Participants differed in their opinions regarding the next steps for this area of research. However, all agreed this field will not improve without a multi-disciplinary approach, and most critically, an ability to compare data sets . This requires significant work from, and between, wearable device manufacturers regarding the availability of their processing algorithms [3, 28]. Rapid, scalable processing solutions that work across multiple wearable devices are also required [3, 8], while platforms need to communicate between each other to break down the barriers and uncertainty regarding data management [3, 28]. Academically, multi-disciplinary work that collaborates with industry, patients, researchers, and clinicians is required to ensure that the needs of all stakeholders are met. Indeed, projects such as Mobilise-D  have recognised this and are implementing and optimising existing algorithms in real-world data. However, these need to become the norm and not the exception if the promise of the paradigm shift is to be realised over the coming years.
Significant changes have emerged in the measurement of human movement in recent years with the evolution of wearable sensor technology. This development is the result of substantial work from academics, clinicians and industry, the outcome of which is a new paradigm for how research in this area is conducted. However, despite the advances, multiple barriers to the use of wearable devices in research and clinical practice remain. In particular the following barriers are worth noting:
A clear, clinical utility for the output derived from wearable sensor technology has not yet been identified and implemented into practice.
The management of data derived from wearable sensor technology still requires a set of skills that many clinicians do not have. The result of this is a continued reliance on proprietary algorithms or a need for multi-disciplinary teams to handle data processing and analysis.
Capturing good quality data in the ‘home’ environment of any clinical cohort is a complex matter that requires clear planning, well-defined protocols that consider the challenges and barriers of remote monitoring (i.e., interactions with daily living, battery life, patient abilities, clinical versus technical needs).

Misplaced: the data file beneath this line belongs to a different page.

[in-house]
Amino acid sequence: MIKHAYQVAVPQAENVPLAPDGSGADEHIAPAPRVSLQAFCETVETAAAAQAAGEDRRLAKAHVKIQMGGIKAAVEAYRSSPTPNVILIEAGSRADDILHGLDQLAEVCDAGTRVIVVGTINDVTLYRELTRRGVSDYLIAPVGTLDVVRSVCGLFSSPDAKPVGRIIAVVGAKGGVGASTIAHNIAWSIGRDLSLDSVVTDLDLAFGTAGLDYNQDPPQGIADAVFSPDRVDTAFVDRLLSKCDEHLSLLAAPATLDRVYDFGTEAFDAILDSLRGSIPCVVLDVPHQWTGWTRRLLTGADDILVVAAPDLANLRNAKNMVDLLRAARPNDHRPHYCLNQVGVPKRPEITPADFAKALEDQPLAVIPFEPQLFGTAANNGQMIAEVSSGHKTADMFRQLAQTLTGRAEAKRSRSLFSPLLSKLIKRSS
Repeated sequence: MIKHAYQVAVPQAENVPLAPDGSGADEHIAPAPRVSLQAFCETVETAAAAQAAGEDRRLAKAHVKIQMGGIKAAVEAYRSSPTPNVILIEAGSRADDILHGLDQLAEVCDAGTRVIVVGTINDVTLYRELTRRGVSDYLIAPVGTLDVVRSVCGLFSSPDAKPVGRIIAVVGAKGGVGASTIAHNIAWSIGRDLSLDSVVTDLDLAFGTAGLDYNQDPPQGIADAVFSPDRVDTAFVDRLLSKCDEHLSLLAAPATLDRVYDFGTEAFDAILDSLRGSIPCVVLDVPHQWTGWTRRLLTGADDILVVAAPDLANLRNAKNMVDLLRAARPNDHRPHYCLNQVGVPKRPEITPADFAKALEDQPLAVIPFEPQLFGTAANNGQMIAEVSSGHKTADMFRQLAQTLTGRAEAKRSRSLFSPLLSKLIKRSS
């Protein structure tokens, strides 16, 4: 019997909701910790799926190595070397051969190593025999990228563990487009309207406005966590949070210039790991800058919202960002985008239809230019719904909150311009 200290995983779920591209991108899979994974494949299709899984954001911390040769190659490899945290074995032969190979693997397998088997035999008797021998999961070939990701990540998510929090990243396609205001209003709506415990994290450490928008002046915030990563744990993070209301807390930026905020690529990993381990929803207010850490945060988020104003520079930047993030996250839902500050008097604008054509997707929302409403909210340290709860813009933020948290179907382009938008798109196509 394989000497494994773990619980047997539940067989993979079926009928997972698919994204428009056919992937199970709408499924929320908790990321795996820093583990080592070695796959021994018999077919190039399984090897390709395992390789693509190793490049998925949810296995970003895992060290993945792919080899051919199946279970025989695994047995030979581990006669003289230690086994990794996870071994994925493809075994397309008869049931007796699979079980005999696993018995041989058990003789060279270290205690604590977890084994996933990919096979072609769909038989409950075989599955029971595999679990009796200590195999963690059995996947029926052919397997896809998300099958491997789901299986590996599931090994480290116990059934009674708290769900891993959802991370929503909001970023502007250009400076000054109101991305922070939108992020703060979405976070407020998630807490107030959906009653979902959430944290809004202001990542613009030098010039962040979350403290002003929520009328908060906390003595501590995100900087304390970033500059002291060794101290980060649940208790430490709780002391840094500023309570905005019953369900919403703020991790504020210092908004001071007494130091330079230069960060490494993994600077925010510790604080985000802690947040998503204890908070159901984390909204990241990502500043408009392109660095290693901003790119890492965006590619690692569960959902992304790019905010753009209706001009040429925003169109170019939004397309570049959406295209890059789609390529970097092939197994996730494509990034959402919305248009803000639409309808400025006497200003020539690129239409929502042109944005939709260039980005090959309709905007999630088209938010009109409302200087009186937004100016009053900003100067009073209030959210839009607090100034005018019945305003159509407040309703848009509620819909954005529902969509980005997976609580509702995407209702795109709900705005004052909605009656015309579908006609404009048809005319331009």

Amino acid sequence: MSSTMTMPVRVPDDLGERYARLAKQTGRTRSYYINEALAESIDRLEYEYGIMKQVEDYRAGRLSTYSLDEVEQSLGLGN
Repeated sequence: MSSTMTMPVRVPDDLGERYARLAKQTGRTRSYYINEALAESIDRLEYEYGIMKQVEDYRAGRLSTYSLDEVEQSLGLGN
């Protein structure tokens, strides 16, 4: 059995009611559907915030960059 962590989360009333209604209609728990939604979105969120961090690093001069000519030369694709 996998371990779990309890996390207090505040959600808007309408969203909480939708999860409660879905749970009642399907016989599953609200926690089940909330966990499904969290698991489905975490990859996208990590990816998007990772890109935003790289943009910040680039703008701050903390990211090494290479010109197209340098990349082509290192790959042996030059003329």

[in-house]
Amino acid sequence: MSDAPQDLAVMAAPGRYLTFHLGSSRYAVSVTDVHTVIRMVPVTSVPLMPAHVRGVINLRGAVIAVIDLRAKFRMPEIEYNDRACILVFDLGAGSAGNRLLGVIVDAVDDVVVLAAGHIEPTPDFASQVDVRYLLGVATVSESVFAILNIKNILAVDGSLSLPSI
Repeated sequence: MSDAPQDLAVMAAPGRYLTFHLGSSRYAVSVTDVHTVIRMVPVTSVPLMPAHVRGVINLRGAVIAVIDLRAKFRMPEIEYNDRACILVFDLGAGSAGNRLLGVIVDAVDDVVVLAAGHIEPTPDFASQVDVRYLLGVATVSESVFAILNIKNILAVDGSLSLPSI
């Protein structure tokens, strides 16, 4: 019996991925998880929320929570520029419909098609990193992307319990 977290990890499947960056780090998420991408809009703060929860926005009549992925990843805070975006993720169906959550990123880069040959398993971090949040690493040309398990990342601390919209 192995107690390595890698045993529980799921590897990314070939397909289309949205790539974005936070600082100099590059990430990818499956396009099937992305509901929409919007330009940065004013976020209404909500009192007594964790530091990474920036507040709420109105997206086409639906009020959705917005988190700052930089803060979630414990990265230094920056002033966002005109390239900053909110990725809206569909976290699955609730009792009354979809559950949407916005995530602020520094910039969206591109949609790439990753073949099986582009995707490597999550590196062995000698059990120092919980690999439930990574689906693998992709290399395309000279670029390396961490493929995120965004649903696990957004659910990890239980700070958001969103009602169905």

Nonetheless, researchers strongly believe that the potential benefit of wearable sensor technology to support and create new clinical insights for patient care, is greater than any current barrier. Multi-disciplinary, publicly available research integrating the expertise of both academia, healthcare and industry is a fundamental necessity to further develop wearable devices and protocols that match the varied needs of all stakeholders. Future research utilising wearable sensor technology to capture gait and physical activity is advised to consider the following:
Conduct structured and formal usability assessments as standard when implementing wearable sensor technology.
Continue to capture rich data, at scale, in multiple cohorts and with a variety of devices in order to increase our understanding of human behaviours, including how it can be best captured and what can be learned from this information.
Conduct collaborations between academic, clinical and industry-based partners in order to maximise the learnings and expertise from each group and to build protocols that consider the needs of all stakeholders.
Availability of data and materials
The datasets generated and/or analysed during the current study are not publicly available due to the potential for identifying researchers through their responses within the full transcripts but are available from the corresponding author on reasonable request.
International Organization for Standardization
World Health Organisation
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This project received funding from the Innovative Medicines Initiative 2 Joint Undertaking under grant agreement No 820820. This Joint Undertaking receives support from the European Union’s Horizon 2020 research and innovation programme and EFPIA. This publication reflects the authors’ view and neither IMI nor the European Union, EFPIA, or any Associated Partners are responsible for any use that may be made of the information contained herein.
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This study was approved by the University College Dublin research institute’s committee on human research (LS-E-19-122-Keogh-Caulfield). All participants provided informed consent prior to participating in this study.
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Keogh, A., Taraldsen, K., Caulfield, B. et al. It’s not about the capture, it’s about what we can learn”: a qualitative study of experts’ opinions and experiences regarding the use of wearable sensors to measure gait and physical activity. J NeuroEngineering Rehabil 18, 78 (2021). https://doi.org/10.1186/s12984-021-00874-8